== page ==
Scholars generally consider socialism as a political ideology developed during the nineteenth century. However, the roots of the ideation can be traced back much further. Some believe, for instance, that quintessentially socialist ideas are present in the New Testament description of early Christian life. Others highlight arguments of a socialist nature in the work of thinkers such as Thomas More (1478-1535) or even Platon (428-347BC). Despite the importance of acknowledging this background, no cohesive and self-aware body of socialist ideas can be claimed in these early works – this came to light during the nineteenth century. In the view of political philosopher Andrew Vincent (Vincent 1995:88), two significant events can be intimated for their contribution to the development of socialist ideas during this time: the French Revolution and the Industrial Revolution.

  • The French Revolution in 1789 led to the demolition of the old absolute monarchy regime, establishing in its place a new republic based on progressive principles, such as freedom, equality and brotherhood (liberté, égalité, fraternité). With Socialism, it is assumed that the significance of the French Revolution is based on the fact that it highlighted people’s ability to try to transform society for the better: that this attempt is possible through radical political and social activity to abolish old institutions and arrangements and in their place build a fairer and more equal society. It can also be argued that the Jacobin movement inspired by the work of philosophers such as Jean-Jacques Rousseau and Gabriel Bonnot de Mably began to give voice to arguments that would become key amongs socialists. For instance, the Jacobins were very critical of the implications of private property ownership and the amassing of wealth in the hands of a small minority and so they argued for measures that would facilitate land redistribution, shared ownership and co-production.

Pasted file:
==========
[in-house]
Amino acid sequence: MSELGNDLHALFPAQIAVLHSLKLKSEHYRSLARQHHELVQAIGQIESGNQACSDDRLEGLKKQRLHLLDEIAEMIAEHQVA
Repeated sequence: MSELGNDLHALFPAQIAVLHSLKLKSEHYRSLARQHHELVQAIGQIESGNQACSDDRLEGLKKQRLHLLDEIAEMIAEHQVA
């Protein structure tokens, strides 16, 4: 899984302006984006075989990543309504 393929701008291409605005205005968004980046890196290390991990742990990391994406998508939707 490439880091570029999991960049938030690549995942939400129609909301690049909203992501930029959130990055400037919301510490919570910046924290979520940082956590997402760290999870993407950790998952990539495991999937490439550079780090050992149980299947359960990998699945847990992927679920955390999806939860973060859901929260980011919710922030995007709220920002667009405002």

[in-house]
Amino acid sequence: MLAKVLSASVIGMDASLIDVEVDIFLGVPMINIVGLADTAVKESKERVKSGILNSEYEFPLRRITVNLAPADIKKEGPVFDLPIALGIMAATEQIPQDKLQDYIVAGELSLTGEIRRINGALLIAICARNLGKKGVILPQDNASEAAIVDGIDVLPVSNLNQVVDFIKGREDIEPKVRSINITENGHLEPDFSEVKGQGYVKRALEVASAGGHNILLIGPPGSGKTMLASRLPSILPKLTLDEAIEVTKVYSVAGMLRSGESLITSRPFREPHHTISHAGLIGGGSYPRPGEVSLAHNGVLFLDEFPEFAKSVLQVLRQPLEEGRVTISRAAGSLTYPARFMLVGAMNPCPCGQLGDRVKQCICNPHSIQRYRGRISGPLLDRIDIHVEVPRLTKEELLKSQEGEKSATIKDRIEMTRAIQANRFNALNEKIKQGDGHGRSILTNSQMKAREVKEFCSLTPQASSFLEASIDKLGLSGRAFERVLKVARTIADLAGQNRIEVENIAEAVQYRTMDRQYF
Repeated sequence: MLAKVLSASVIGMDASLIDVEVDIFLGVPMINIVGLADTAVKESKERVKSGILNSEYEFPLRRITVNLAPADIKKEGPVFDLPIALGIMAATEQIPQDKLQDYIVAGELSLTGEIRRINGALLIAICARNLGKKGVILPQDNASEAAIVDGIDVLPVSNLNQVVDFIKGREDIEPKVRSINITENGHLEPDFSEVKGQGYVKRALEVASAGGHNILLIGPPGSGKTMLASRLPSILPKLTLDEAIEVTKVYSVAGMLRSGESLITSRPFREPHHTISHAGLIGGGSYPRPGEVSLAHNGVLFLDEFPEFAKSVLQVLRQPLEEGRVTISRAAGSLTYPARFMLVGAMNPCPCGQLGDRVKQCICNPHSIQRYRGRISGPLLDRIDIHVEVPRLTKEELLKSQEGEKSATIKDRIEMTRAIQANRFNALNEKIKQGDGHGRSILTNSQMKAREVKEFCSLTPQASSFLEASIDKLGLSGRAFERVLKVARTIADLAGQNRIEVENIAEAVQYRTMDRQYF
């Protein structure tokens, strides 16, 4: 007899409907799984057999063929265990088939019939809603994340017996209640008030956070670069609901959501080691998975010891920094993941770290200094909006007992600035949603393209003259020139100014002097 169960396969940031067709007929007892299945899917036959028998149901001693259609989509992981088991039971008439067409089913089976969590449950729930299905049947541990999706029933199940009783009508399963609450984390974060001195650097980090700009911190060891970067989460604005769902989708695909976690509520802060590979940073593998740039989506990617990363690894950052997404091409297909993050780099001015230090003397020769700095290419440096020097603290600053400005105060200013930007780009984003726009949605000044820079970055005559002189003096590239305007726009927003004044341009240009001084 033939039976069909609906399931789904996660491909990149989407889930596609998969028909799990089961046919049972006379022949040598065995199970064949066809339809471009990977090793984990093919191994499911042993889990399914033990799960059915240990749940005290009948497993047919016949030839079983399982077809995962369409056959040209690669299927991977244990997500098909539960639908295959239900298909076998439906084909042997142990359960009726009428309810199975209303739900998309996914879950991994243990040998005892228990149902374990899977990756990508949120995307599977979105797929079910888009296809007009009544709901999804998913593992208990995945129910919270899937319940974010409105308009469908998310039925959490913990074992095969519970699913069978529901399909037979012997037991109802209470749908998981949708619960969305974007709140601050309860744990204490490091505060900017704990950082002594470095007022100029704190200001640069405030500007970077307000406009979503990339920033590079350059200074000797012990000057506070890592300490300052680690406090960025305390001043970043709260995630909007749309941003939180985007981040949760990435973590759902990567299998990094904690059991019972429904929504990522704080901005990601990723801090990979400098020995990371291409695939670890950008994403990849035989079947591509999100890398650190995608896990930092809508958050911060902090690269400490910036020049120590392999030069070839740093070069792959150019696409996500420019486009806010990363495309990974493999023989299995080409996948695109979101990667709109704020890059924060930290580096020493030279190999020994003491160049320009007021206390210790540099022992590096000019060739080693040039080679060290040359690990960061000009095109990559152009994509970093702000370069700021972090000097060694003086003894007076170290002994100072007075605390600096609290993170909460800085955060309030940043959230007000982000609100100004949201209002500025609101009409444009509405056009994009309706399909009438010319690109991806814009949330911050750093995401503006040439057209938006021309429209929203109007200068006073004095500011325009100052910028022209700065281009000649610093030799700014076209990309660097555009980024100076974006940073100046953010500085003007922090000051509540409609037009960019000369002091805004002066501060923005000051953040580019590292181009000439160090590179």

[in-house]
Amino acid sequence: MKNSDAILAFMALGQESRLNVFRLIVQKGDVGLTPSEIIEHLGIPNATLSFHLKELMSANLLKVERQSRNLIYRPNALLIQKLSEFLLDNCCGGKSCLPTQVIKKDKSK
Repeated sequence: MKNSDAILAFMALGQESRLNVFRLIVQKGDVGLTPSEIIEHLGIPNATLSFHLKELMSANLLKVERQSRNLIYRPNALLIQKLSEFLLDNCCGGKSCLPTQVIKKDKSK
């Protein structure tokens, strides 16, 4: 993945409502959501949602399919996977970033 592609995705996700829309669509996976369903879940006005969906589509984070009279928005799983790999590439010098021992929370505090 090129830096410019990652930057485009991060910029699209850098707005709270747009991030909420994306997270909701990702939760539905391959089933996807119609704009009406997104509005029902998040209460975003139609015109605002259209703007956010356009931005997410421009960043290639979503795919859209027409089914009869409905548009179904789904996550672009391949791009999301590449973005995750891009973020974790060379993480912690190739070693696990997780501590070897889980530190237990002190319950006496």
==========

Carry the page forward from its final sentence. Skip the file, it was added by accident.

Alongside the events in France during the 1790s, the Industrial Revolution, leading to the creation of the modern capitalist economy, can be considered a further (and perhaps more important) driver for the development of socialist ideas. From its beginnings in Britain during the second half of the eighteenth century, the Industrial Revolution led to fundamental social and economic change across Europe. For the first time, large industries were developed and a huge migration of population was seen from country to town. Such changes however gave rise to very difficult working and living conditions for the new working class. Nineteenth century laissez-faire economic policies gave employers the freedom to set wages and working conditions as they wished. As a result, wages tended to be low. Furthermore, the working day tended to be very long (up to 12 hours), the use of child labour was commonplace and the dangers of injury and unemployment cast permanent shadows. Over time, the hardship and pressing poverty that characterised the working class life led to an increasing doubt of the qualities of the modern capitalist society. As a result, by the 1820s and 1830s, a number of political thinkers – that is, early socialists – were beginning to think of alternative methods of social and economic organisation.